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Tsvetana Paraskova

Tsvetana Paraskova

Tsvetana is a writer for Oilprice.com with over a decade of experience writing for news outlets such as iNVEZZ and SeeNews. 

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Huge Volumes Of Crude Oil Are Headed To China

  • There were as many as 125 supertankers heading to China at the end of April, the largest volume of oil China has imported in more than two years.
  • The supertankers have the capacity to ship 250 million barrels of oil, suggesting China’s imports are climbing after a decline in April.
  • Weaker-than-expected economic data from China has weighed on oil prices this weak, but the country’s oil demand appears to be healthy.
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As many as 125 supertankers were traveling to China at the end of April, carrying the biggest volumes of oil to the world’s top crude buyer in more than two years, according to tanker-tracking data compiled by Bloomberg.

Those supertankers have the total capacity to ship 250 million barrels of crude oil to China, as signs suggest that Chinese imports in May and June could be higher than an estimated monthly decline in April.

Crude cargo loadings on tankers bound for China in April were high from the Far East ports in Russia, the U.S. Gulf Coast, Brazil, and the United Arab Emirates (UAE), the data compiled by Bloomberg showed.

Weaker-than-expected Chinese economic data and an estimated fall in April crude oil imports compared to March have had the oil market concerned that China’s rebound in crude purchases may not be as high as many had expected earlier this year.

China’s imports of crude oil surged by 22.5% year-over-year in March to the highest monthly volumes in nearly three years, official data showed in the middle of April, as refiners increase fuel output to meet expected rising demand after the reopening. The import volumes in tons equal 12.3 million barrels per day (bpd)—the highest for any month since June 2020, and much higher than the 10.1 million bpd of crude oil imports in March 2022. 

But Chinese imports are estimated to have slipped in April to less than 11 million bpd, down from the 12.3 million bpd in March.

The Chinese government, however, is set to issue a second batch of fuel export quotas to its large state refiners and big private refiners. Although expectations are that the total quotas in the second batch would be significantly lower than in the first batch of 2023, China could issue the new batch earlier than in June. Last year, the second batch of export quotas were announced in June.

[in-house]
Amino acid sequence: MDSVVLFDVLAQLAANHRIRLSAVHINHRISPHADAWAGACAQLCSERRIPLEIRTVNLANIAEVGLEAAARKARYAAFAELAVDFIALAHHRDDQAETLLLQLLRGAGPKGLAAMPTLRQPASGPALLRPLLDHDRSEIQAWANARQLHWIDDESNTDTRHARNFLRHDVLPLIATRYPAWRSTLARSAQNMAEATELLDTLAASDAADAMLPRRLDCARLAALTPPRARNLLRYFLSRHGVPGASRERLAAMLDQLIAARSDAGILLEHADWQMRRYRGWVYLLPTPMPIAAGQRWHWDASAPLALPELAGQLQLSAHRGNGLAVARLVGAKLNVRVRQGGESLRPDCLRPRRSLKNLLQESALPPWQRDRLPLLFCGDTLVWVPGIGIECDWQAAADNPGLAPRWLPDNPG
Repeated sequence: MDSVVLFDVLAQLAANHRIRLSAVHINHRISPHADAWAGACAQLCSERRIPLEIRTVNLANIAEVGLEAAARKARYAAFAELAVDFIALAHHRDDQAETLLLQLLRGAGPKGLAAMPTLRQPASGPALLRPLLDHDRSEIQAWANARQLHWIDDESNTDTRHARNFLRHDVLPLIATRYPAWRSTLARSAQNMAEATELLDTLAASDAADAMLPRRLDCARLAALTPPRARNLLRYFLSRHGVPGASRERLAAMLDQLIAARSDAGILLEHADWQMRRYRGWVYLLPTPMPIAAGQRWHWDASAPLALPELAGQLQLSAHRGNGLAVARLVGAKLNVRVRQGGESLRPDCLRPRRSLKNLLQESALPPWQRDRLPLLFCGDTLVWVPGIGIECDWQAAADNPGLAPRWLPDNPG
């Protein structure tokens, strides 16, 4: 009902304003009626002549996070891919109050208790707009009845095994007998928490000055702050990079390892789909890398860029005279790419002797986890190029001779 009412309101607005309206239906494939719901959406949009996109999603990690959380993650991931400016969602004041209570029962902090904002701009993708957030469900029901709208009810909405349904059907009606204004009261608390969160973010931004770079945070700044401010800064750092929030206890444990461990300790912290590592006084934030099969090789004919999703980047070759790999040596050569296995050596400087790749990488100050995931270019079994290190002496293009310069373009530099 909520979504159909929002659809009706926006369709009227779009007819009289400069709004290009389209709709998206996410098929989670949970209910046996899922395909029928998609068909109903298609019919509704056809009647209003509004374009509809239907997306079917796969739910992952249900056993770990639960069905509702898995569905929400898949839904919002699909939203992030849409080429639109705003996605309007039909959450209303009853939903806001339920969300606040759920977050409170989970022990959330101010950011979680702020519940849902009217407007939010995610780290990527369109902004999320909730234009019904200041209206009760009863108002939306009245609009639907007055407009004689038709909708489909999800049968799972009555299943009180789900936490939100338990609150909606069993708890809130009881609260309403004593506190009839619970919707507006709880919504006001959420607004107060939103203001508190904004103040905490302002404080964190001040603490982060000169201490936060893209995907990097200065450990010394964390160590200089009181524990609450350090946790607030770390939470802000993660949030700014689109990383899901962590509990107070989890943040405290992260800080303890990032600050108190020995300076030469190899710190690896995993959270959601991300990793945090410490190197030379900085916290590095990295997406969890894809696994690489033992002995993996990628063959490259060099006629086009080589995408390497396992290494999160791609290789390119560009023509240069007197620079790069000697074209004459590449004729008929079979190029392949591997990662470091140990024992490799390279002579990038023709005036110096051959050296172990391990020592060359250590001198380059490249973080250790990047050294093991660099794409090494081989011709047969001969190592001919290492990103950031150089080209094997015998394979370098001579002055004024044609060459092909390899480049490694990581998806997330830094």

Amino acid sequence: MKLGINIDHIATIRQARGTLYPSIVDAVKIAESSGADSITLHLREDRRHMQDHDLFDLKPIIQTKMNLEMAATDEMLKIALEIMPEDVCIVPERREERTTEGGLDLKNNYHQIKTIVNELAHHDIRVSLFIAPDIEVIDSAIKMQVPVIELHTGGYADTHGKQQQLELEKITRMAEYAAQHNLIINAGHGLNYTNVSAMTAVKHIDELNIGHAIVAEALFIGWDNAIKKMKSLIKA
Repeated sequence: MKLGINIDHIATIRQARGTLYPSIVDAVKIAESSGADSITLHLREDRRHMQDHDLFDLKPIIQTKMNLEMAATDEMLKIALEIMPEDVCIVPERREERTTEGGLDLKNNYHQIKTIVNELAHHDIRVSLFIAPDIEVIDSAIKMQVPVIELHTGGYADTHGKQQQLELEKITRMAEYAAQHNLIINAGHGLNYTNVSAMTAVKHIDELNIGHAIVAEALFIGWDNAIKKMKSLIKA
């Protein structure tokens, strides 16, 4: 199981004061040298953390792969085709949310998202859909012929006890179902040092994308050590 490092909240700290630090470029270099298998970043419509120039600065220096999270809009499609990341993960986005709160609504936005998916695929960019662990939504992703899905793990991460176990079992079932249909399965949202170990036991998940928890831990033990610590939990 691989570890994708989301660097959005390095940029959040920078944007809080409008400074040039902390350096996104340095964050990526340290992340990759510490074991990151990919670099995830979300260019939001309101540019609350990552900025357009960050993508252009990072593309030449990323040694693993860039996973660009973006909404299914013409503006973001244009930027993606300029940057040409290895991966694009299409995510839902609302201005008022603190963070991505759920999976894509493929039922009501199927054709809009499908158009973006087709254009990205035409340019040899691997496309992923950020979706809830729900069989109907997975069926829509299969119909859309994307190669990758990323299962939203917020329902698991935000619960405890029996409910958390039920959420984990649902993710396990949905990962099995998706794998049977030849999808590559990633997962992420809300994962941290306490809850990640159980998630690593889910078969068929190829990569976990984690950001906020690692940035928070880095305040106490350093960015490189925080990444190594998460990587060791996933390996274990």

By Tsvetana Paraskova for Oilprice.com

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  • Mamdouh Salameh on May 04 2023 said:
    In March 2023 China broke all previous crude oil import records when its crude imports hit 12.30 million barrels a day (mbd). The news that 125 supertankers carrying an estimated 250 million barrels are on their way to China is a strong repudiation of claims of weaker-than-expected Chinese economic data based on a small fall in crude imports in April compared to March.

    It was an undisguised and unsuccessful attempt to make China share part of the blame for the recent plunge in oil prices with the recent collapse of three US commercial banks raising fears of global banking or financial crisis.

    The blame for the plunge in oil prices should be laid fairly and squarely at the door of a lax US banking system exactly as was the case with the 2008 subprime banking and financial crisis.

    Dr Mamdouh G Salameh
    International Oil Economist
    Global Energy Expert
  • Richard Hackett on May 04 2023 said:
    It's hard to understand these Chinese export quotas except as a strategy China has devised to act as a 'swing consumer' to counter the influences others (Saudi, Russia, USA) have as 'swing producers' and therefore to keep oil prices moderated. Partly because they turned it off during Covid, therefore it looks like a strategy.

    In this strategic context, storage of crude and of distillate onshore and offshore under Chinese control would be relevant too.

    But is this just overthinking it all... Is there a better explanation for, first, the large refinery buildout and now for the rising export quotas?

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